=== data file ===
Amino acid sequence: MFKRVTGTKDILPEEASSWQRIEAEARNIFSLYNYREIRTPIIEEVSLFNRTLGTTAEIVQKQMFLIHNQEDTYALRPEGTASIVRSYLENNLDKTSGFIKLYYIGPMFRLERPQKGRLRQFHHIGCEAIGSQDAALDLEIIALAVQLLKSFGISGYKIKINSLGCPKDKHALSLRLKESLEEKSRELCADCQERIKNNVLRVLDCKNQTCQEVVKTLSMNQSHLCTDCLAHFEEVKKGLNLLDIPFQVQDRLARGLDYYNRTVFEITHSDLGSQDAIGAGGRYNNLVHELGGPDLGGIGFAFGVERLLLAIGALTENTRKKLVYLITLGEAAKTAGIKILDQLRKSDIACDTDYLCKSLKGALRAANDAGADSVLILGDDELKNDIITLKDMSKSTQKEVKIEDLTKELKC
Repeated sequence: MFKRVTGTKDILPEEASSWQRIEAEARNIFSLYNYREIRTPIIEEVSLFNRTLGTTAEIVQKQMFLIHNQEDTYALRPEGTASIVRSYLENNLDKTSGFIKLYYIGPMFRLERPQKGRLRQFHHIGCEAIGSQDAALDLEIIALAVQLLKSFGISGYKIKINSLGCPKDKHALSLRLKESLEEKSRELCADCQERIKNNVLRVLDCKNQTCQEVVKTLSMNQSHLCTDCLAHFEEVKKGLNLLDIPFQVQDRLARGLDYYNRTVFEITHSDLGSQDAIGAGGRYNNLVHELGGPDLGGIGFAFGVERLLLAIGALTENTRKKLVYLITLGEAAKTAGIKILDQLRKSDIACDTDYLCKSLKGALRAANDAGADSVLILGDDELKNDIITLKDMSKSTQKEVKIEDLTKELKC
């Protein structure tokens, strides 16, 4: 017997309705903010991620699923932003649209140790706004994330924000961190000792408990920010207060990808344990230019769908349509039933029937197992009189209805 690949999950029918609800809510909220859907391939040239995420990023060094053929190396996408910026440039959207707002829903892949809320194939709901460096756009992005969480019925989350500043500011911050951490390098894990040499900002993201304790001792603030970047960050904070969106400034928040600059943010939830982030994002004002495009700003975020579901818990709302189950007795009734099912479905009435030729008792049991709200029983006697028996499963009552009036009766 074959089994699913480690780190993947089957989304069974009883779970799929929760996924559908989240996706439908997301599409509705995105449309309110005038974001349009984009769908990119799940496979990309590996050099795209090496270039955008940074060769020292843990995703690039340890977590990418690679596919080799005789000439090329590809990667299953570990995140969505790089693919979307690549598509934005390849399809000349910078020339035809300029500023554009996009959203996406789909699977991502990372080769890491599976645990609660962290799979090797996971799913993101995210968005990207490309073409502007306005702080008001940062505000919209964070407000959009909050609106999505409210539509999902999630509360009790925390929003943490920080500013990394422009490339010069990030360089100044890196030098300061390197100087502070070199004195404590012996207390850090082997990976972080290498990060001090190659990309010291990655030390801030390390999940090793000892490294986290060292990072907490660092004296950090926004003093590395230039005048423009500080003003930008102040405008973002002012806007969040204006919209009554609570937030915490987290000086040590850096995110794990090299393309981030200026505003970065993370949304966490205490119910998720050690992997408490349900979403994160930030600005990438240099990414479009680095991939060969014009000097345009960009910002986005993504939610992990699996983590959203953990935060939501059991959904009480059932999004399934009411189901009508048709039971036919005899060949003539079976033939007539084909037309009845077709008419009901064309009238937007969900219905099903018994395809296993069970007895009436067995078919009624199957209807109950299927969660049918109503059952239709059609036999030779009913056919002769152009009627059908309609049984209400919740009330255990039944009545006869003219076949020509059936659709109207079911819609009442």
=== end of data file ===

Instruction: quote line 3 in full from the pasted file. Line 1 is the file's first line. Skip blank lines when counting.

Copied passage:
């Protein structure tokens, strides 16, 4: 017997309705903010991620699923932003649209140790706004994330924000961190000792408990920010207060990808344990230019769908349509039933029937197992009189209805 690949999950029918609800809510909220859907391939040239995420990023060094053929190396996408910026440039959207707002829903892949809320194939709901460096756009992005969480019925989350500043500011911050951490390098894990040499900002993201304790001792603030970047960050904070969106400034928040600059943010939830982030994002004002495009700003975020579901818990709302189950007795009734099912479905009435030729008792049991709200029983006697028996499963009552009036009766 074959089994699913480690780190993947089957989304069974009883779970799929929760996924559908989240996706439908997301599409509705995105449309309110005038974001349009984009769908990119799940496979990309590996050099795209090496270039955008940074060769020292843990995703690039340890977590990418690679596919080799005789000439090329590809990667299953570990995140969505790089693919979307690549598509934005390849399809000349910078020339035809300029500023554009996009959203996406789909699977991502990372080769890491599976645990609660962290799979090797996971799913993101995210968005990207490309073409502007306005702080008001940062505000919209964070407000959009909050609106999505409210539509999902999630509360009790925390929003943490920080500013990394422009490339010069990030360089100044890196030098300061390197100087502070070199004195404590012996207390850090082997990976972080290498990060001090190659990309010291990655030390801030390390999940090793000892490294986290060292990072907490660092004296950090926004003093590395230039005048423009500080003003930008102040405008973002002012806007969040204006919209009554609570937030915490987290000086040590850096995110794990090299393309981030200026505003970065993370949304966490205490119910998720050690992997408490349900979403994160930030600005990438240099990414479009680095991939060969014009000097345009960009910002986005993504939610992990699996983590959203953990935060939501059991959904009480059932999004399934009411189901009508048709039971036919005899060949003539079976033939007539084909037309009845077709008419009901064309009238937007969900219905099903018994395809296993069970007895009436067995078919009624199957209807109950299927969660049918109503059952239709059609036999030779009913056919002769152009009627059908309609049984209400919740009330255990039944009545006869003219076949020509059936659709109207079911819609009442």